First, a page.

S/MIME and PGP Email Encryption Flaws Affecting Millions Discovered by EFF

By Nitish Singh / May 14, 2018

A research team of nine academics from the Electronic Frontier Foundation has discovered critical vulnerabilities in two email encryption tools. PGP and S/MIME are said to have flaws that could be exploited to get access to any incoming or outgoing emails on platforms that use either of the two encryption tools.

The researchers have also confirmed that no reliable fixes possible for the vulnerability exist as of now. More details are to be published on May 15 at 07:00 AM UTC (3:00 AM Eastern, midnight Pacific) by the team. Users of platforms that use S/MIME and PGP encryption have been advised to disable email encryption to avoid the chances of an attack. The researchers have already contacted email service providers through the Electronic Frontier Foundation. Service providers have been requested by the EFF to communicate the news to all users and request them to disable all related security plugins including Thunderbird with Enigmail, Apple mail with GPG tools, Outlook with GPG4win.

PGP or Pretty Good Privacy was developed in 1991 by Phil Zimmermann. It is one of the most trusted encryption programs used for signing, encryption, and decryption of private texts and emails. The program also sees implementation in desktop programs for data encryption. However, the researchers have confirmed the exploitable vulnerabilities only exist for email users.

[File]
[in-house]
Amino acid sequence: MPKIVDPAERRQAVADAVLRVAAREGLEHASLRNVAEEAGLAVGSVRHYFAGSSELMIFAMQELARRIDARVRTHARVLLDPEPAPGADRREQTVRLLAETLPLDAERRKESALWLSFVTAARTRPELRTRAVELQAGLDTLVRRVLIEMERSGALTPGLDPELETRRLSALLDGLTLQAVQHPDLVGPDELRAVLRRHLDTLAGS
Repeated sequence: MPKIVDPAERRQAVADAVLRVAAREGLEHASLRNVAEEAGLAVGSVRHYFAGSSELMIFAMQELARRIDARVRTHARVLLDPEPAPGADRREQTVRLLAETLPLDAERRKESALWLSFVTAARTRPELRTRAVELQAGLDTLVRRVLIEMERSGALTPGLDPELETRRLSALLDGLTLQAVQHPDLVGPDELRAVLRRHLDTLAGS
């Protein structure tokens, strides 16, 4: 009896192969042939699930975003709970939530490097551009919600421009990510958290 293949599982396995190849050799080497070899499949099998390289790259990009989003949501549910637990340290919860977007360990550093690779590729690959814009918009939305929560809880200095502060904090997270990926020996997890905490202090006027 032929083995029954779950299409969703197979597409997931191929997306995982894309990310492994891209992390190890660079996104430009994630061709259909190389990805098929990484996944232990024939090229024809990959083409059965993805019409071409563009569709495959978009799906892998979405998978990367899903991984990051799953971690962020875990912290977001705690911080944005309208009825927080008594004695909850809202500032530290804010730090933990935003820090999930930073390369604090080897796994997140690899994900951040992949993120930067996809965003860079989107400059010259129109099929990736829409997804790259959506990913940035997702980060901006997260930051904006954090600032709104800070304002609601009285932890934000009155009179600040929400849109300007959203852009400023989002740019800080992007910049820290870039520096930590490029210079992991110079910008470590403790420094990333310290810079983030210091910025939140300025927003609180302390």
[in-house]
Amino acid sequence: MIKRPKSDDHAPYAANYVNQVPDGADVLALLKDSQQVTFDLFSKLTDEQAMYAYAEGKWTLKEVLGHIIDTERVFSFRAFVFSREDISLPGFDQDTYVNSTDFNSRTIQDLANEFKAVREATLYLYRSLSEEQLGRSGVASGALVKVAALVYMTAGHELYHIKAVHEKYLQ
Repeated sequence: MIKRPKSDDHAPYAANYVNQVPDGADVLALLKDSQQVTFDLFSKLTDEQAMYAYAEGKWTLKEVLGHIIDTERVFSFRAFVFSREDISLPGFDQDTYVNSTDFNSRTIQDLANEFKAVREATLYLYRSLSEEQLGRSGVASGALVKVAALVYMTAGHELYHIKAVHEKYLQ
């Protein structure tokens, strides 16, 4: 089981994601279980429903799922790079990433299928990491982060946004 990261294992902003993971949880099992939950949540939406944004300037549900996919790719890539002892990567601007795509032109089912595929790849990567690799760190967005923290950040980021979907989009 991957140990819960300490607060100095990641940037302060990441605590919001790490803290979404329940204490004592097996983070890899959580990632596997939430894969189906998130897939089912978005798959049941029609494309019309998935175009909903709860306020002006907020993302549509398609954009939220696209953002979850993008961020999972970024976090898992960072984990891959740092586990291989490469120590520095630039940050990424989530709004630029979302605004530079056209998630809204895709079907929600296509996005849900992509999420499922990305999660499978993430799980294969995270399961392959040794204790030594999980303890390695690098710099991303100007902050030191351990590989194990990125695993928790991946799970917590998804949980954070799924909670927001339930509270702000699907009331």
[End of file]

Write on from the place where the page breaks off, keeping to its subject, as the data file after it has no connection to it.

Unlike PGP, S/MIME (Secure/Multipurpose Internet Mail Extensions) is an email-only encryption program. It is one of the standard encryption program tools used for signing MIME data. It was developed by RSA Data Security and is currently built into most modern email software. Thunderbird, Apple Mail, and Outlook are the three major email providers who need to be wary of the exploit as they use PGP encryption.

Disabling both of these encryption methods is only a temporary fix to avoid immediate risk. Electronic Frontier Foundation mentioned that the email vulnerabilities need to be patched immediately to avoid large-scale risks to email service providers. The EFF posted a detailed blog post on how users can avoid risks, and a detailed explanation of the exploits will be published on Tuesday at 07:00 AM UTC.

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